Successful Plaintiff Shaun McCutcheon participated in a panel discussion at the Cato Institute Wednesday to discuss the practical implications his case involving federal campaign donations. The 2013 Supreme Court decision in McCutcheon v. FEC eliminated aggregate limits restricting how much money a donor may contribute to federal candidates.
McCutcheon recently authored the book Outsider Inside the Supreme Court: A Decisive First Amendment Battle, and will be a featured speaker at this year’s National Election Law Seminar.
Outsider Inside the Supreme Court is a layman’s take on the First Amendment battle over campaign finance. At the panel discussion, McCutcheon praised the Supreme Court saying, “we won, the First Amendment won. . .”
“I’m grass-roots proof that private citizens retain some influence, and with determination, we can achieve positive change within our country,” Former FEC Chairman Don McGahn echoed the need for increased participation by private citizens saying, “when you look at how much money is spent advertising chocolate chip cookies, money spent on political advertising is just a drop in the bucket.”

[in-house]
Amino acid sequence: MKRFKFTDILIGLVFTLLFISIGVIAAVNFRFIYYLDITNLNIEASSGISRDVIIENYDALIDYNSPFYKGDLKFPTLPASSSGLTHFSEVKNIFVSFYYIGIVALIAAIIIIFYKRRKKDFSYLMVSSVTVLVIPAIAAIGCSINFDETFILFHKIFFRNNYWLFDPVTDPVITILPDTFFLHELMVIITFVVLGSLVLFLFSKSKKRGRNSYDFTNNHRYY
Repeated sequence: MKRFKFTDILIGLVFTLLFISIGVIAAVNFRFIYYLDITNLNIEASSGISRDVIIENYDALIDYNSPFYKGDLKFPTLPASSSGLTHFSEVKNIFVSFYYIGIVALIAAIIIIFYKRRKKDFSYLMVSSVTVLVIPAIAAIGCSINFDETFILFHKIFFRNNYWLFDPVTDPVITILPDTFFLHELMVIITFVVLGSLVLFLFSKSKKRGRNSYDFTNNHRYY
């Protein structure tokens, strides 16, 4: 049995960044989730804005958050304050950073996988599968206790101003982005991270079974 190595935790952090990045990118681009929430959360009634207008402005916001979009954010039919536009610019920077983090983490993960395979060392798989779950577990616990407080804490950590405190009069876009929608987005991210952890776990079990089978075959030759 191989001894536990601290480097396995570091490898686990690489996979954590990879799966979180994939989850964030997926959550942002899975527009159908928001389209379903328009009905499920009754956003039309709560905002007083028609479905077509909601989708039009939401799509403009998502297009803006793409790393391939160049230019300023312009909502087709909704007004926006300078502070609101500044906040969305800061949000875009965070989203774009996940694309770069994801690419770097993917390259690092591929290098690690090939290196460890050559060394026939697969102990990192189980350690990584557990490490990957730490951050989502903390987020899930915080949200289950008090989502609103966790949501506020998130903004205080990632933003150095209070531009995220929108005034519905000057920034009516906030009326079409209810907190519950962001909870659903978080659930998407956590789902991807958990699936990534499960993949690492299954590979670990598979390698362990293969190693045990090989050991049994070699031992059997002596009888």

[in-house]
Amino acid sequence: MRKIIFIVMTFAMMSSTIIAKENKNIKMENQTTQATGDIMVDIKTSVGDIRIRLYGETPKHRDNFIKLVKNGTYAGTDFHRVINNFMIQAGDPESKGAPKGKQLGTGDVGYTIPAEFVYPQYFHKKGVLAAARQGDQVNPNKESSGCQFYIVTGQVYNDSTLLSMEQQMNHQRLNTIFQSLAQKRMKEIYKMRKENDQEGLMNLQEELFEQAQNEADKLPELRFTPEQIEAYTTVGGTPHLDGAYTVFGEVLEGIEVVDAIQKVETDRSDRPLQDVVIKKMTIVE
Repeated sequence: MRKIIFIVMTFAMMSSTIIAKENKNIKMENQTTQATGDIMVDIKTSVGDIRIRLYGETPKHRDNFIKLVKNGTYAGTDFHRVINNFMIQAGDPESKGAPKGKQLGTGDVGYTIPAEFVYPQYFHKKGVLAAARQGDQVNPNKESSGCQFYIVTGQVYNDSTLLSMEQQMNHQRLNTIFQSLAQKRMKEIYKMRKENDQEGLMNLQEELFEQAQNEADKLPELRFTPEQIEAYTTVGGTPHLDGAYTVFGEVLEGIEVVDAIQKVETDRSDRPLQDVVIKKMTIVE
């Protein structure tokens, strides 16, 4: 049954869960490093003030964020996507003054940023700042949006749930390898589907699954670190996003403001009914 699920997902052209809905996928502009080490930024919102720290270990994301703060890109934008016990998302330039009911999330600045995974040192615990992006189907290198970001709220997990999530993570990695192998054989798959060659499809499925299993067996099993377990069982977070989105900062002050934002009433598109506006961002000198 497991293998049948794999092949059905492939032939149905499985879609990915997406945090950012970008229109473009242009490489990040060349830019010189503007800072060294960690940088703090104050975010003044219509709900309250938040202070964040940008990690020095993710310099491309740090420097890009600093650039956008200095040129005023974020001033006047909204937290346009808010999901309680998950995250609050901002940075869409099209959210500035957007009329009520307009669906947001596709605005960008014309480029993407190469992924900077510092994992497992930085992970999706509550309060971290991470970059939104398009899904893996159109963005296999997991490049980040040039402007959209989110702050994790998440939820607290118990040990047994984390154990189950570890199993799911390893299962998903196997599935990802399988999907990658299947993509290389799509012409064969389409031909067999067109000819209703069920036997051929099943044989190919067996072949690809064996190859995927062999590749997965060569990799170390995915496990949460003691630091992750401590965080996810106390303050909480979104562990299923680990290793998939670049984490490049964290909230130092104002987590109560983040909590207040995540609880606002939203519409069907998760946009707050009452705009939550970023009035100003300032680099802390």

Speaking in response to incumbents seeking to closely regulate campaign finance, such as Harry Reid and other Senate Democrats, McCutcheon thinks that, “those who govern should be the last to interject on who should govern.”
McCutcheon observed that, “PACs came into being only after campaign finance limits were imposed during the 1970s,” in the wake of Buckley. “In one fell swoop, supporters of campaign finance laws have managed to supercharge the growth of super PACs, while taking away the ability of average Americans to directly support the candidates who would actually take office in the people’s service.”
McCutcheon concluded by stating he believes individual limits are still too low, and that he intends to give the full amount to his favored candidates this election cycle.